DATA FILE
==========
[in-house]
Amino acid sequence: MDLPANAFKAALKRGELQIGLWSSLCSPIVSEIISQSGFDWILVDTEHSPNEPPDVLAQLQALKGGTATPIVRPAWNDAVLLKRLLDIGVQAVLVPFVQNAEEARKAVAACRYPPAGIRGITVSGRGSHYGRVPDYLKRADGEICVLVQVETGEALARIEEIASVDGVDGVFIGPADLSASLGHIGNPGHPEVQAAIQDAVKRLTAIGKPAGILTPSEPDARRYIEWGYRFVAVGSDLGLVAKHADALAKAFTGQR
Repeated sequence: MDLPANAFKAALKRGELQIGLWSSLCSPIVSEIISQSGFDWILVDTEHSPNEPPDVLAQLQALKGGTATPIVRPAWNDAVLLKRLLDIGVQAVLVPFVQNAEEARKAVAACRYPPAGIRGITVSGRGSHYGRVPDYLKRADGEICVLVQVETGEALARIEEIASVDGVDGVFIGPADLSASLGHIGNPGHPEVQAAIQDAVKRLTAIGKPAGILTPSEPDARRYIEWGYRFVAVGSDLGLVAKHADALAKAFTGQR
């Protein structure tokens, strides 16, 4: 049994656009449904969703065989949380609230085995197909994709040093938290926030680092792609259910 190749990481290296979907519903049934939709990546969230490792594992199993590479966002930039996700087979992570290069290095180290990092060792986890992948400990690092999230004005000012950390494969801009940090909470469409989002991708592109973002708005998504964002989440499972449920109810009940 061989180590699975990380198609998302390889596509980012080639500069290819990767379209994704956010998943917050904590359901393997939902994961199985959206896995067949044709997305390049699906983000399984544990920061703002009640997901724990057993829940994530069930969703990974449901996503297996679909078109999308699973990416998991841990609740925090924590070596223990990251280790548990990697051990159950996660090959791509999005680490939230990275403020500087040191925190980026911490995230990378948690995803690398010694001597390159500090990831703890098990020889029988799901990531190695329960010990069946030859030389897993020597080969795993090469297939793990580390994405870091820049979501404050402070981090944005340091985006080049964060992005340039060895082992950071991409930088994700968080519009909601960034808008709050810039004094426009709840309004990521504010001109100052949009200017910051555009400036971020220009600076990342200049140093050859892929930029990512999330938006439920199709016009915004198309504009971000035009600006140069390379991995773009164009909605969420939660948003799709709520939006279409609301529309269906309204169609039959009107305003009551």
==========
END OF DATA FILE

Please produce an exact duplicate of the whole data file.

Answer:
[in-house]
Amino acid sequence: MDLPANAFKAALKRGELQIGLWSSLCSPIVSEIISQSGFDWILVDTEHSPNEPPDVLAQLQALKGGTATPIVRPAWNDAVLLKRLLDIGVQAVLVPFVQNAEEARKAVAACRYPPAGIRGITVSGRGSHYGRVPDYLKRADGEICVLVQVETGEALARIEEIASVDGVDGVFIGPADLSASLGHIGNPGHPEVQAAIQDAVKRLTAIGKPAGILTPSEPDARRYIEWGYRFVAVGSDLGLVAKHADALAKAFTGQR
Repeated sequence: MDLPANAFKAALKRGELQIGLWSSLCSPIVSEIISQSGFDWILVDTEHSPNEPPDVLAQLQALKGGTATPIVRPAWNDAVLLKRLLDIGVQAVLVPFVQNAEEARKAVAACRYPPAGIRGITVSGRGSHYGRVPDYLKRADGEICVLVQVETGEALARIEEIASVDGVDGVFIGPADLSASLGHIGNPGHPEVQAAIQDAVKRLTAIGKPAGILTPSEPDARRYIEWGYRFVAVGSDLGLVAKHADALAKAFTGQR
């Protein structure tokens, strides 16, 4: 049994656009449904969703065989949380609230085995197909994709040093938290926030680092792609259910 190749990481290296979907519903049934939709990546969230490792594992199993590479966002930039996700087979992570290069290095180290990092060792986890992948400990690092999230004005000012950390494969801009940090909470469409989002991708592109973002708005998504964002989440499972449920109810009940 061989180590699975990380198609998302390889596509980012080639500069290819990767379209994704956010998943917050904590359901393997939902994961199985959206896995067949044709997305390049699906983000399984544990920061703002009640997901724990057993829940994530069930969703990974449901996503297996679909078109999308699973990416998991841990609740925090924590070596223990990251280790548990990697051990159950996660090959791509999005680490939230990275403020500087040191925190980026911490995230990378948690995803690398010694001597390159500090990831703890098990020889029988799901990531190695329960010990069946030859030389897993020597080969795993090469297939793990580390994405870091820049979501404050402070981090944005340091985006080049964060992005340039060895082992950071991409930088994700968080519009909601960034808008709050810039004094426009709840309004990521504010001109100052949009200017910051555009400036971020220009600076990342200049140093050859892929930029990512999330938006439920199709016009915004198309504009971000035009600006140069390379991995773009164009909605969420939660948003799709709520939006279409609301529309269906309204169609039959009107305003009551």